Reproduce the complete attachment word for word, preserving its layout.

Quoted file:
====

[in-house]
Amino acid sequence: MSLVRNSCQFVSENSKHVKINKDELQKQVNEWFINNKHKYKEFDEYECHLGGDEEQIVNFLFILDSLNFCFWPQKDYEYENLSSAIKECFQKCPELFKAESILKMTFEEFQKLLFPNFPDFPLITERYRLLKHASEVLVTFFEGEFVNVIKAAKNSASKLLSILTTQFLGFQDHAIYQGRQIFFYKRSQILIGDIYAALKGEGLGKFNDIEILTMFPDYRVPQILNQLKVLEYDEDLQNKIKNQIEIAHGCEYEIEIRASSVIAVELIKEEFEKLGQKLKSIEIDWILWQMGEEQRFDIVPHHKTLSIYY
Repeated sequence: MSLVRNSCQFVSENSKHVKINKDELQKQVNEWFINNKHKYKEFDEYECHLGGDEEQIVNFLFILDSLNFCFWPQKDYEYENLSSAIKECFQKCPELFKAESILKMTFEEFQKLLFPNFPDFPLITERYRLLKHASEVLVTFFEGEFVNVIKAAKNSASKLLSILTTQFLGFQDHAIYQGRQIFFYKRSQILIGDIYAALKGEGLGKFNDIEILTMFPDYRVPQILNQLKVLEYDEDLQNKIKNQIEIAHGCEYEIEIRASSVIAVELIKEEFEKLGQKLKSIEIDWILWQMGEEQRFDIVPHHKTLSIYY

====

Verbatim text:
[in-house]
Amino acid sequence: MSLVRNSCQFVSENSKHVKINKDELQKQVNEWFINNKHKYKEFDEYECHLGGDEEQIVNFLFILDSLNFCFWPQKDYEYENLSSAIKECFQKCPELFKAESILKMTFEEFQKLLFPNFPDFPLITERYRLLKHASEVLVTFFEGEFVNVIKAAKNSASKLLSILTTQFLGFQDHAIYQGRQIFFYKRSQILIGDIYAALKGEGLGKFNDIEILTMFPDYRVPQILNQLKVLEYDEDLQNKIKNQIEIAHGCEYEIEIRASSVIAVELIKEEFEKLGQKLKSIEIDWILWQMGEEQRFDIVPHHKTLSIYY
Repeated sequence: MSLVRNSCQFVSENSKHVKINKDELQKQVNEWFINNKHKYKEFDEYECHLGGDEEQIVNFLFILDSLNFCFWPQKDYEYENLSSAIKECFQKCPELFKAESILKMTFEEFQKLLFPNFPDFPLITERYRLLKHASEVLVTFFEGEFVNVIKAAKNSASKLLSILTTQFLGFQDHAIYQGRQIFFYKRSQILIGDIYAALKGEGLGKFNDIEILTMFPDYRVPQILNQLKVLEYDEDLQNKIKNQIEIAHGCEYEIEIRASSVIAVELIKEEFEKLGQKLKSIEIDWILWQMGEEQRFDIVPHHKTLSIYY